Philosophical knowledge begins with the nature of all that we call existence. Is that existence real? Exactly what is reality? Can the nature of reality be known? If it can be known, what is the nature of reality that makes it knowable, and what is it about our own natures that makes it possible for us to know it? These are the fundamental questions of philosophy and the branch of philosophy that answers those questions is called metaphysics.

If reality is immutable, absolute, and ruthless, it exists independently of anyone's knowledge or consciousness of it, and any aspect of it that we are conscious of must be exactly what we are conscious of, or what we are conscious of is not reality. The absolute reality we are directly conscious of is physical existence. The study of the physical world is not philosophical, but the province of the physical sciences. It is those aspects of reality we cannot be directly conscious of that philosophy studies and includes life, consciousness, and the human mind. The study of the nature of life is viology. The study of the nature of consciousness and the human mind is philosophical psychology. Life, consciousness, and the human mind, like all other aspects of reality, including the physical, exist independently of anyone's knowledge or consciousness of them and make up "material existence." The philosophical study of the nature of material existence is a subset of metaphysics called ontology.

All of these, metaphysics, ontology, viology, and philosophical psychology, describe the reality all our knowledge is about, and the nature of the human mind that makes knowledge possible. What knowledge actually is and how we can know what is true, and what is not true, is the branch of philosophy called epistemology. It is the most important branch of philosophy.

Epistemology is not just the study of knowledge, but all aspects of the human mind, including the atributes of the mind: volition (the ability and necessity of conscious choice), rationality (the ability and necessity to think and reason), and intellect (the ability and necessity to gain knowledge).

It is the mind that distinguishes human beings from all other creatures and determines how they must live if they are to live successfully. The principles by which human beings must make their choices if they are to be successful and enjoy their lives as human beings are called moral principles and make up the branch of philosophy called ethics.

Ethical principles pertain only to individual human beings and every individual's nature requires them to live by those principles, and would, even if they were the only human being on the planet. But no one is a solitary human being, and it is natural to desire and enjoy the society of others, and social interactions are necessary to a fulfilled human life. The principles that determine how ethical individuals relate to other human beings are delineated in the branch of philosophy called politics. It is the least well understood branch of philosophy with the possible exception of aesthetics.

Epistemology is the most important branch of philosophy; the most sublime branch of philosophy and the one toward which all the others converge is the branch of philosophy called aesthetics which describes the purpose and objective of life itself, which are beauty and the highest forms of joy called bliss and ecstasy.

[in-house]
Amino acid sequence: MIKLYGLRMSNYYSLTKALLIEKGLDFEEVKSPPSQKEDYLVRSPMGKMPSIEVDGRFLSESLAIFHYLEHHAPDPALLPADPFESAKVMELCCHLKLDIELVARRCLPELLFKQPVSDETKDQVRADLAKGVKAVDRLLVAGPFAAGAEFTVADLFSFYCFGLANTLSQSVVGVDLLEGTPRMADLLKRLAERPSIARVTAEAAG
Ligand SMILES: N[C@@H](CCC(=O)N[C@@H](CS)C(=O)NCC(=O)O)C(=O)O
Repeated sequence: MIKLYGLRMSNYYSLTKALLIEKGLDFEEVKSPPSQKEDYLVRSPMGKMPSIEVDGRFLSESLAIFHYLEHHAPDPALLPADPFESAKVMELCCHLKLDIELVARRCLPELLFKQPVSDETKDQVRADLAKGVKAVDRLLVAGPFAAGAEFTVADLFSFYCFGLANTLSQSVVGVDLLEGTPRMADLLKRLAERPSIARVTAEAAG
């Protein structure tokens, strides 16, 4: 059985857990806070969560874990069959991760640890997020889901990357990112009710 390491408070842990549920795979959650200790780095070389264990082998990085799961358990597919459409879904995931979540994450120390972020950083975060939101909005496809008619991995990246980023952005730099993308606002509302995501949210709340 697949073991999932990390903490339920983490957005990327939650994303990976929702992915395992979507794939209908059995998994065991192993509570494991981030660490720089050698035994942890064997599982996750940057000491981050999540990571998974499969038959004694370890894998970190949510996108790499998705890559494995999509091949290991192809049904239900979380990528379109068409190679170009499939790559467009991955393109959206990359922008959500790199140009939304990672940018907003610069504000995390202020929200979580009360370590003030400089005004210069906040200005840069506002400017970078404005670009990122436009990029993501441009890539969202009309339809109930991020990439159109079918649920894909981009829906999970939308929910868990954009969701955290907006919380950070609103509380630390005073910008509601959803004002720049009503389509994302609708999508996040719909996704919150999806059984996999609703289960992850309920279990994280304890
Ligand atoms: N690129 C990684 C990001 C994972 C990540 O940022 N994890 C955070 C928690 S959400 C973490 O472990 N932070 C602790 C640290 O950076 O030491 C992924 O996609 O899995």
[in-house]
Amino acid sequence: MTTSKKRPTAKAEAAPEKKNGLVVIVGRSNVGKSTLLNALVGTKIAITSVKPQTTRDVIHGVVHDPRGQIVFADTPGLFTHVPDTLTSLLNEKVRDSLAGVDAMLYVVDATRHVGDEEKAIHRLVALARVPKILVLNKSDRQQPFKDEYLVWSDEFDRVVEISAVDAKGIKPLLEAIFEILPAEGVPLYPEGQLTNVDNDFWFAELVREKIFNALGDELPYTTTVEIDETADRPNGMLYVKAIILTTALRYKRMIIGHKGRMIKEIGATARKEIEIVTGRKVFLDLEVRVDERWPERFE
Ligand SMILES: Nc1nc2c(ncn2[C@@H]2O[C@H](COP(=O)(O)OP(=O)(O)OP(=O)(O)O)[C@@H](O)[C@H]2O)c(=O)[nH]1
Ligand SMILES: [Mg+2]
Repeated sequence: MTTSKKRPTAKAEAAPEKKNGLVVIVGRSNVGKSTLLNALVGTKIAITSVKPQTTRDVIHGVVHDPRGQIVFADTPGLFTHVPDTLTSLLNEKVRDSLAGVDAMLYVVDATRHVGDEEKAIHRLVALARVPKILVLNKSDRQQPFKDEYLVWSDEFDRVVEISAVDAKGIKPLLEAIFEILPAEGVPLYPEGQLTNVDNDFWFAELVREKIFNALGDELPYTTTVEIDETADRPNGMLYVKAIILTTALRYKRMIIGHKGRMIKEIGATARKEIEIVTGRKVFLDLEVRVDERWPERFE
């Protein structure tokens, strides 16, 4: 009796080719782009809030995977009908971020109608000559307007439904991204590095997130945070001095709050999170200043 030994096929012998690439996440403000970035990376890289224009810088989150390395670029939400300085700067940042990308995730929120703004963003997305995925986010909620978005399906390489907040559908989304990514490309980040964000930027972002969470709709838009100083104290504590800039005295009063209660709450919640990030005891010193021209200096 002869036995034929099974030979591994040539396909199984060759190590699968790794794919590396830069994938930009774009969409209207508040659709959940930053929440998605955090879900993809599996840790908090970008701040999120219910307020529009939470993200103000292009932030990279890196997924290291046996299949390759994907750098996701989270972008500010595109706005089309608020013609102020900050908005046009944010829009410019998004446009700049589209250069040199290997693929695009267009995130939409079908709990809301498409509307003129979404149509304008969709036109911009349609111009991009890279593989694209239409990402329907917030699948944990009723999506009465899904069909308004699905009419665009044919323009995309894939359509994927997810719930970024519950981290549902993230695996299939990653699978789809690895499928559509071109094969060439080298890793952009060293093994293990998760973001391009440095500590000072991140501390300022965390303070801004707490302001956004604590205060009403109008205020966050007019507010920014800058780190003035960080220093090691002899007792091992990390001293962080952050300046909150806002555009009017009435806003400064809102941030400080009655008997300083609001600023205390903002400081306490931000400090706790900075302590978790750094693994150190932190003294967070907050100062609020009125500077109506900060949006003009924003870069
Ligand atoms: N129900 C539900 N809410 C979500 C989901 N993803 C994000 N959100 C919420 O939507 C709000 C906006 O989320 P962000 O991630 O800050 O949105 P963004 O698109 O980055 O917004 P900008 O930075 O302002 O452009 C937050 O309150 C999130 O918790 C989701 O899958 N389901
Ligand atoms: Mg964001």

The following is an outline of philosophy:

  1. Metaphysics (The nature of existence and reality.)
    1. Ontology (The nature of material existence.)
      1. Viology (The nature of life.)
      2. Psychology (The nature of the mind and human consciousness.)
  2. Epistemology (The nature of knowledge.)
  3. Ethics (The nature of moral principles.)
  4. Politics (The nature of ethics in human relationships.)
  5. Aesthetics (The nature of beauty and joy.)
The Science of Human Living

Philosophy and the sciences are disciplines of discovery, not authority. The question, in these fields, "who decides," what is true or correct is not only invalid, but viciously deceptive. No one decides what truth is, because truth is what describes reality as it is. No expert, authority, peer review, or consensus determines what is true. It is reality alone that determines what is true; the philosopher or scientist can only discover that truth, not determine or dictate it.

Philosophy, like science, is entirely objective. The difference between the sciences and philosophy is that the sciences are restricted to the study of that aspect of reality we refer to as the physical, and philosophy studies the relationship of the physical to everything else, including the ultimate nature of reality and all that exists that is not physical such as life, consciousness, and the human mind, and the principles determined by the nature of reality identified as ethics, politics, and aesthetics.

Like science, philosophy is a technical discipline, and parts of it can be tedious and demanding. Like science, there are no short-cuts or easy ways to master it. Many philosophical principles can be popularized, just as many scientific principles can be, but philosophy itself will never be a popular subject.

Attempts to popularize philosophy are bound to end disastrously. Such attempts end as half-truths and almost always devolve into ideologies which are promoted like religions. One test for the validity of any supposed knowledge is the extent to which it is debated, promoted, or propagandized. The final arbiter of truth is not the number of people who believe or agree with it; the final arbiter of truth is reality itself. If one knows the truth, they know it, even if they are the only person in the world who does.

In general, philosophy is not as difficult as most of the sciences, and anyone willing to make the effort can learn the general principles of philosophy. Professional philosophers and academics have made philosophy much more difficult than it needs to be, but it is not a subject that can be fully appreciated without effort. It is the most important of all knowledge, yet most people are not willing to make the effort to learn it, and spend most of their lives evading it and suffering the consequences.

Yet, everyone has a philosophy. Most could not identify their philosophy or explain what it is. One's philosophy is all one believes about the nature of reality, what one assumes life is, the value they put on knowledge and the ability to reason and what they think knowledge is and how they believe they ought to relate to others, and most of all, what they think the purpose of their life is and what they are living for. All people have such views and beliefs but they are not beliefs they came to by means of reason, but ideas picked up along the way from their parents, teachers, friends, their favorite "authorities", or various media—and most of what they have picked up is wrong; and they never learn that since one's philosophy is the basis for all their choices and actions in life, it is their philosophy that is the reason for their failures and unhappiness.

—(05/02/16)